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The Cuatro Project interview with Nieves Quintero

Nieves Quintero in his apartment in Bayamón, PR, en 1996                                                       Photo by Juan Sotomayor

Interviewed by Juan Sotomayor. Transcribed and edited by William Cumpiano


I was born in Corozal on the 18th of April, 1931.


I began playing the cuatro at the age of eight.  I picked the cuatro because since my daddy played the cuatro, I was always taking it out and playing it and I liked its sound.  Simply put, I liked the sound, and I watched my daddy playing and it would inspire me. But I ended up playing it on my own.  I never had a teacher. No, I always created my own arrangements.  I did everything on my own.

This has been cost me a lot of toil.  The process (of learning); yes, imagine.  In those times you had to show that you were good.  Yes,... I experienced certain disappointments, but it was made up for later on.  When I began to get to known and they found what I could do on the instrument ... I became, thanks to God, what I am today.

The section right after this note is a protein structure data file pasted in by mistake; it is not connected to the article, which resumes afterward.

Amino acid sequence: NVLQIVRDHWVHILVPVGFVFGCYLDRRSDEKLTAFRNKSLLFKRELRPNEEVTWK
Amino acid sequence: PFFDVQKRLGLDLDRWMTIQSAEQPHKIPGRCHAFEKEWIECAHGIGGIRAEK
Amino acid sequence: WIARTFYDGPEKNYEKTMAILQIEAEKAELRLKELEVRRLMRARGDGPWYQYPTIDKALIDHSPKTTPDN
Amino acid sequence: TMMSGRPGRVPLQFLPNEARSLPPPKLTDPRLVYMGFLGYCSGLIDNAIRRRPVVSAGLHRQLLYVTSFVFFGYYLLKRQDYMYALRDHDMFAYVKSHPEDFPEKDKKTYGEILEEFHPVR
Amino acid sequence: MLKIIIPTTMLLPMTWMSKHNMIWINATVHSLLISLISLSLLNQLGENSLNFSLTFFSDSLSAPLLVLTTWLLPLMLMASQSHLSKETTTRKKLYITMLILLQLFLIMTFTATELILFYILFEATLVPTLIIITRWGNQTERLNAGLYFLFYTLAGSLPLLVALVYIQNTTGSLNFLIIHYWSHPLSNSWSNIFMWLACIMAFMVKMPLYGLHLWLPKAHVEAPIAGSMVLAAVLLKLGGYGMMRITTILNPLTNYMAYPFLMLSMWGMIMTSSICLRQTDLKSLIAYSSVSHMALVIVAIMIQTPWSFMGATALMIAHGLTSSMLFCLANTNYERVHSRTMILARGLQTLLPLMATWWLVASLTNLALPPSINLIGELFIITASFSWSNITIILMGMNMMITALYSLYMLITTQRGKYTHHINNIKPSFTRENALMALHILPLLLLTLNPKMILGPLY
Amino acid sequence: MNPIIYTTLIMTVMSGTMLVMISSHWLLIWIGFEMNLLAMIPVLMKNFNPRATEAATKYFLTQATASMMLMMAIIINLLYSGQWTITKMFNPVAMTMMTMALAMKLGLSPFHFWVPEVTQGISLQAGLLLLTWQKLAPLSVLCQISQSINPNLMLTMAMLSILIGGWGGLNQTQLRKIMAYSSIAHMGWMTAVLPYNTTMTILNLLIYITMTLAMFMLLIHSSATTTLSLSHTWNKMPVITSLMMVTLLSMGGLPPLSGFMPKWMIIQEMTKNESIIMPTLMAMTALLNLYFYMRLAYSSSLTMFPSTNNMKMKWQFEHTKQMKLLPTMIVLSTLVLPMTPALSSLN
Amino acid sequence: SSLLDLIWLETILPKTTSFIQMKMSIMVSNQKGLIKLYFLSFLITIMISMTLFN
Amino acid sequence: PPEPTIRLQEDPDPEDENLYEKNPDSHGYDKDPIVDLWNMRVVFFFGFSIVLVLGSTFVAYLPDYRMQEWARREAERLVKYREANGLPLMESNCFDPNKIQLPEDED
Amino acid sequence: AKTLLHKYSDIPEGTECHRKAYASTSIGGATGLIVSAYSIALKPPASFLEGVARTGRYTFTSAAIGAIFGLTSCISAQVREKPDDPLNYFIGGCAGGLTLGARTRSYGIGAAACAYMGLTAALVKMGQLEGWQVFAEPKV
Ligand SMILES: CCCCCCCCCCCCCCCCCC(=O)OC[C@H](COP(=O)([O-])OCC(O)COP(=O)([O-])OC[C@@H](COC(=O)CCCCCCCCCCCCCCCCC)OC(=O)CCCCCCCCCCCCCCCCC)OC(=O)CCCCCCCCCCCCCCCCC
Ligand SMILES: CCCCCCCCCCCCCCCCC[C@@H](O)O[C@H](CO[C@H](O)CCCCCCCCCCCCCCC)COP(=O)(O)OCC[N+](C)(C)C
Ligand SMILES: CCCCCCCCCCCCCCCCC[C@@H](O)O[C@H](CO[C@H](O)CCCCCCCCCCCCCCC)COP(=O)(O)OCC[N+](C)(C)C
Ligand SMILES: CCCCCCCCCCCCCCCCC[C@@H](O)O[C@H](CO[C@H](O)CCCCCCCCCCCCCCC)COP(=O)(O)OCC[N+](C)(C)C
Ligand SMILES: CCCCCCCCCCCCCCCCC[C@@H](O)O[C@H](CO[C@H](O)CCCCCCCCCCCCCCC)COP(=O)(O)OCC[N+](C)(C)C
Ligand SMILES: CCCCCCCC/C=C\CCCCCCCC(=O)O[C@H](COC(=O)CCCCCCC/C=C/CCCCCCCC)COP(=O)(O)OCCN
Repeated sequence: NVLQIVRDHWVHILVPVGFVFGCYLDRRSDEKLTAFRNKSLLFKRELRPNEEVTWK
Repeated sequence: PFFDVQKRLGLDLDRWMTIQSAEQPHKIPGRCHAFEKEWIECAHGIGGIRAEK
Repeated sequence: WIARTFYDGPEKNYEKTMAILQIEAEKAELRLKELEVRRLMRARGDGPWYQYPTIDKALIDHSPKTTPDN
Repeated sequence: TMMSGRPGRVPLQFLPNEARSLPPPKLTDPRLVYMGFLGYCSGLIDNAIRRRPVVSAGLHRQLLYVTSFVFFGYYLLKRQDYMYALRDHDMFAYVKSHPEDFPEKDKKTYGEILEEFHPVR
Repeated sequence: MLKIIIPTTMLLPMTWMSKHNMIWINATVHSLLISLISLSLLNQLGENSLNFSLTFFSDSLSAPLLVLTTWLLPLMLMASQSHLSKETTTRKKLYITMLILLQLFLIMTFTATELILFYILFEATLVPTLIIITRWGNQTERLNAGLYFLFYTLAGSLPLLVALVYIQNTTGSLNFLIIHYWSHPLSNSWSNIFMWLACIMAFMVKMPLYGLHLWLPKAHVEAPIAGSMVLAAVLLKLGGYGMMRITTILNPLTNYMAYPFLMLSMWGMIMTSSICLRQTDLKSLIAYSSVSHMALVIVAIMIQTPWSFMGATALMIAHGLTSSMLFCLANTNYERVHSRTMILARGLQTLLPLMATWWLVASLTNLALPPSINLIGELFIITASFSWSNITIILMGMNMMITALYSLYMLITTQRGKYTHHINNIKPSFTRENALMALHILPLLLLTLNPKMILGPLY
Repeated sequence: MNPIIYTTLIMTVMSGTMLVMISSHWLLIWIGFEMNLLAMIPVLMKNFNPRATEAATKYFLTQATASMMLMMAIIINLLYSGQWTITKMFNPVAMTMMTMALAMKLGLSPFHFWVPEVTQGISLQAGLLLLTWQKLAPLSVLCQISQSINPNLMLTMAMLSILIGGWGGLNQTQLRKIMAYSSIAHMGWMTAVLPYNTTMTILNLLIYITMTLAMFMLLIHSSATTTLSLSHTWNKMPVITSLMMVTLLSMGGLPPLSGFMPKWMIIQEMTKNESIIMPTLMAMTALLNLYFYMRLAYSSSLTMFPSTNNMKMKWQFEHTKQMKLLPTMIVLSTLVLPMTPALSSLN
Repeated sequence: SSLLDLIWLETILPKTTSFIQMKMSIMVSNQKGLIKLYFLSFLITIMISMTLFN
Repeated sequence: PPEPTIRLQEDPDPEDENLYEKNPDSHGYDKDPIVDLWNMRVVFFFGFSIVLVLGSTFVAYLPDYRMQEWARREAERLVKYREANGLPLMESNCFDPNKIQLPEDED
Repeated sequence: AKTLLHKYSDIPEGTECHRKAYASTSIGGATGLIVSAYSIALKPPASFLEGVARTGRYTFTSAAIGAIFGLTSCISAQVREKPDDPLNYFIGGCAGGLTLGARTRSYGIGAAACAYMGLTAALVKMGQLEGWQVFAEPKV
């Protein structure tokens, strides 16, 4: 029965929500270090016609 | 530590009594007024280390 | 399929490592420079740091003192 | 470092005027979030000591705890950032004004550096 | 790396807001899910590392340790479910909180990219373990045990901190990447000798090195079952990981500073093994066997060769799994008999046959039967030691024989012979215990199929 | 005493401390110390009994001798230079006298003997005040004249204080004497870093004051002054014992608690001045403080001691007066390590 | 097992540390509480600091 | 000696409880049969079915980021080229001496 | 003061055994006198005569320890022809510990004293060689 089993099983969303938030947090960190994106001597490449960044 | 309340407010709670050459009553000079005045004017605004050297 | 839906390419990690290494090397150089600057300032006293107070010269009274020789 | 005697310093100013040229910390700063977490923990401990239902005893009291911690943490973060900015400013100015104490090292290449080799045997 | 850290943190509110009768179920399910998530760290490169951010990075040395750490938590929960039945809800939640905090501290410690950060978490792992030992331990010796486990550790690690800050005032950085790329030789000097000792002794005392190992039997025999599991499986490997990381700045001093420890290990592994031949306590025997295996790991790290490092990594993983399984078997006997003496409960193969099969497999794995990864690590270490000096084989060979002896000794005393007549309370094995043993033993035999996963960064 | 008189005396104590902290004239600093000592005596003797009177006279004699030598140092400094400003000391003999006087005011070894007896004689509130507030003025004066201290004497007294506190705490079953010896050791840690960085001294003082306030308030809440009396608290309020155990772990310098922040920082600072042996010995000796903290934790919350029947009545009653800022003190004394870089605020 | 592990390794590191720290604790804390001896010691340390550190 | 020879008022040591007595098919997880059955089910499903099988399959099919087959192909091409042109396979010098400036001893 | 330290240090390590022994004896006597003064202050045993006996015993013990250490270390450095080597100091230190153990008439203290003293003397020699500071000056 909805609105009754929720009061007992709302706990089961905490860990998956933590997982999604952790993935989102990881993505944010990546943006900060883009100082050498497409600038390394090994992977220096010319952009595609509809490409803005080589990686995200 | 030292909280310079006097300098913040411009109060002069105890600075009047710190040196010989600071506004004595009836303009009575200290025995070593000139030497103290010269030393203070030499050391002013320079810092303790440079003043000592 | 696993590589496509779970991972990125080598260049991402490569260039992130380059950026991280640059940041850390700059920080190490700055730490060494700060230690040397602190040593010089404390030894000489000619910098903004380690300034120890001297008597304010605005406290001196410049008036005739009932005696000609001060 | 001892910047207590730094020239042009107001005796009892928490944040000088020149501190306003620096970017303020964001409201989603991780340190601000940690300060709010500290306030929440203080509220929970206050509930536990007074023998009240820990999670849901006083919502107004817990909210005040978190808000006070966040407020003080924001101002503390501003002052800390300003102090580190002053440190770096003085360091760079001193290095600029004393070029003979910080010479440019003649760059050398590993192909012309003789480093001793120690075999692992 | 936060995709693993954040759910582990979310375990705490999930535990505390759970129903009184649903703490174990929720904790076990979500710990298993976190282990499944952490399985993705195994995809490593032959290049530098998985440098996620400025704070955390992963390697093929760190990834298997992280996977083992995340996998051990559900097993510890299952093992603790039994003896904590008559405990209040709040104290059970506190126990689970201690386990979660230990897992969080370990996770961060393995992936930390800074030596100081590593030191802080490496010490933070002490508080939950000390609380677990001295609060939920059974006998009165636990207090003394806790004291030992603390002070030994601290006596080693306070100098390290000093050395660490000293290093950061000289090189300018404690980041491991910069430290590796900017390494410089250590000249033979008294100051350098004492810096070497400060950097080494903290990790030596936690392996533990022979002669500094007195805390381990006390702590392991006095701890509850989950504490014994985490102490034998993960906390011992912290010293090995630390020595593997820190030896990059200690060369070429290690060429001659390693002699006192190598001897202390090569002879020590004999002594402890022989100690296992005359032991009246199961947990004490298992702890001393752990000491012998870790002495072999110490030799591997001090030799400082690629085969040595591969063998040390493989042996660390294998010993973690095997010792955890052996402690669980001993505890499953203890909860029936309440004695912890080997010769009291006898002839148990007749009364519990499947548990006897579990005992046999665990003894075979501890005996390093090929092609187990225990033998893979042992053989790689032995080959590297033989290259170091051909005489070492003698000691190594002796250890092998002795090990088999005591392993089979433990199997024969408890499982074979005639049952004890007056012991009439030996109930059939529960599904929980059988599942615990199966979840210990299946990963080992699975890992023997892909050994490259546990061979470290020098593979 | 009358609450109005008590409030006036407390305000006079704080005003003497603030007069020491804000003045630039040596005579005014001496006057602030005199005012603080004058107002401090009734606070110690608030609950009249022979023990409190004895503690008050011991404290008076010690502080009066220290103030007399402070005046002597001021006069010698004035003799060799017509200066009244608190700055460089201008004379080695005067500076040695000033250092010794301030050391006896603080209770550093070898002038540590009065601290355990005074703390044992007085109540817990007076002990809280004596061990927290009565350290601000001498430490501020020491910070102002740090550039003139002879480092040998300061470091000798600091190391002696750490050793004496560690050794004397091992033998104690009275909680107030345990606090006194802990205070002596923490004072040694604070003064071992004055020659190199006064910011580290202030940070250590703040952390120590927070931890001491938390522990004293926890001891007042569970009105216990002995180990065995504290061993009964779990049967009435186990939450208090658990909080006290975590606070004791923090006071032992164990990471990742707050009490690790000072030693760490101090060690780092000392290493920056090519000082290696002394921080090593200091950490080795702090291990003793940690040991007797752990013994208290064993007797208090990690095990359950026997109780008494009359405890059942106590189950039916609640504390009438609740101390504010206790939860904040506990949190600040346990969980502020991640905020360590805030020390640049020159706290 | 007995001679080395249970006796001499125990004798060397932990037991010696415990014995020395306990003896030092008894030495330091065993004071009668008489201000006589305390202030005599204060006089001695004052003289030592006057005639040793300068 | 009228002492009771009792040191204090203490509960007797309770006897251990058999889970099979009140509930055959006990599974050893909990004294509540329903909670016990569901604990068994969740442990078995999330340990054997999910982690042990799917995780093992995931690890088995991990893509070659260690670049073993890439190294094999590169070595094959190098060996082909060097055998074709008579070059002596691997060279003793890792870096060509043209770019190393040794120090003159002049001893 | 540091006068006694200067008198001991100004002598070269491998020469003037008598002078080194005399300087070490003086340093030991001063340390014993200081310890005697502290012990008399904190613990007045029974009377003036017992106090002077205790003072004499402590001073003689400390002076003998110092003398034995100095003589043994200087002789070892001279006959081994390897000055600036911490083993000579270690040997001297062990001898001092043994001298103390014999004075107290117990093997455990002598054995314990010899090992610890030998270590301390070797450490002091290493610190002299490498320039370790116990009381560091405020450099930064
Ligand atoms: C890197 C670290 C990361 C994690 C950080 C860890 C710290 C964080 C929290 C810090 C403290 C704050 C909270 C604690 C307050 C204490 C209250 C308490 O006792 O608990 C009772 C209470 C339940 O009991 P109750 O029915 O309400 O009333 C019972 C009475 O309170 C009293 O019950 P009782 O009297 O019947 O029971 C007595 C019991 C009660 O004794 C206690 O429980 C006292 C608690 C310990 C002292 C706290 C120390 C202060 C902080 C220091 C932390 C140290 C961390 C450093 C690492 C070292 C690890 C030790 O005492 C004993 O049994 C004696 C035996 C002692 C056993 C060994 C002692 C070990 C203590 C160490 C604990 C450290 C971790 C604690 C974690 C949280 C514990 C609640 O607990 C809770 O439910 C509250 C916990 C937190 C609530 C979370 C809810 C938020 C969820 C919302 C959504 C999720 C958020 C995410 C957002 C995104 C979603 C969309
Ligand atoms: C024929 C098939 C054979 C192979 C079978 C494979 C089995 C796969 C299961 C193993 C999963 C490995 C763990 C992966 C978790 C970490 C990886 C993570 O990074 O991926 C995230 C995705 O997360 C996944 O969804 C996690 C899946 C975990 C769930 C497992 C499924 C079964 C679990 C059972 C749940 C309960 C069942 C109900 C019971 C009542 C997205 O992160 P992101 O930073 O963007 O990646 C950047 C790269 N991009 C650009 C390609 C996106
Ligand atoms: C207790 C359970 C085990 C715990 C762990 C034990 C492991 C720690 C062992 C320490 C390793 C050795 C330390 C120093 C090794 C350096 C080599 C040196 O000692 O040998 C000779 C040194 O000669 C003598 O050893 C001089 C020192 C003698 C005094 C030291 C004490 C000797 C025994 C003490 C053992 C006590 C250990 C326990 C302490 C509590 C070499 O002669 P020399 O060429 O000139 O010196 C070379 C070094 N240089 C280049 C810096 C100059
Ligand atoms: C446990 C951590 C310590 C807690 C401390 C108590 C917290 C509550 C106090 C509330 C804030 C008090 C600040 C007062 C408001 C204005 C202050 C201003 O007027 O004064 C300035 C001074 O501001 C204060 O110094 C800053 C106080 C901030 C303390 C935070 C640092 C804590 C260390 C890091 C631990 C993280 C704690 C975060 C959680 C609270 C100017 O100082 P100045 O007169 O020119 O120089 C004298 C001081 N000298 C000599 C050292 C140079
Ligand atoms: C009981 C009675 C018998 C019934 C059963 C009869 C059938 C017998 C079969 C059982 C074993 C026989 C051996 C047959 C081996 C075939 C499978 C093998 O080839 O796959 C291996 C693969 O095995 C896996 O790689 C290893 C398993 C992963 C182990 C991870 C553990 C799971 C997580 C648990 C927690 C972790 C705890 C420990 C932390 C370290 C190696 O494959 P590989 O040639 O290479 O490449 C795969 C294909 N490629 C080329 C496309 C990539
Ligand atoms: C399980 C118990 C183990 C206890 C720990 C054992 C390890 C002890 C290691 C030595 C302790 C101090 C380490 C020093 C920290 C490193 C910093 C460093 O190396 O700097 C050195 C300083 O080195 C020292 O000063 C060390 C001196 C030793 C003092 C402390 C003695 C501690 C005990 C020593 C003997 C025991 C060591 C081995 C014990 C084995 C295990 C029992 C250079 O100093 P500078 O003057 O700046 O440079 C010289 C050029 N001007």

It happened that I had a little group in Corozal named, El Conjunto Ideal.  We were playing a dance in Rio Piedras and when we finished, we went to a famous restaurant of Juan Roman's to eat.  Then, in walks Ramito. Then Ramito...in those days, well, imagine ... what a name he had!  He saw us, and we had our instruments with us ... and <he said> "you want to accompany me on guitar?"  "Yes, why not!"  Well, from there, I accompanied him on the guitar and he said to me, "Tomorrow, I'm going to go look to Corozal to look for you." I said to him, "No, well, you see, it's that I'm studying and I can't."  That was about in '48.  And then <he said> "no, no, tomorrow, I'm going to go pick you up. I need you, so you can work with me."  And that's how it happened.  He went to speak with my parents, and he pulled me out of school.  I was sixteen years old.  Ever since then, well, I continued working with Ramito.

I made a few programs with German Rosario as well...Ruth Fernandez, KBM, and Radio WITA, over here at La Hora del Volante <The Steering Wheel (Driving) Hour radio program>, as well ... we worked in Bayamon, where WENA was.  We worked in Mayaguez, in Fiesta en el Batey <Backyard Party radio program> of WKJB for many years there.  We played "La Caravana Real" <Royal Caravan radio program>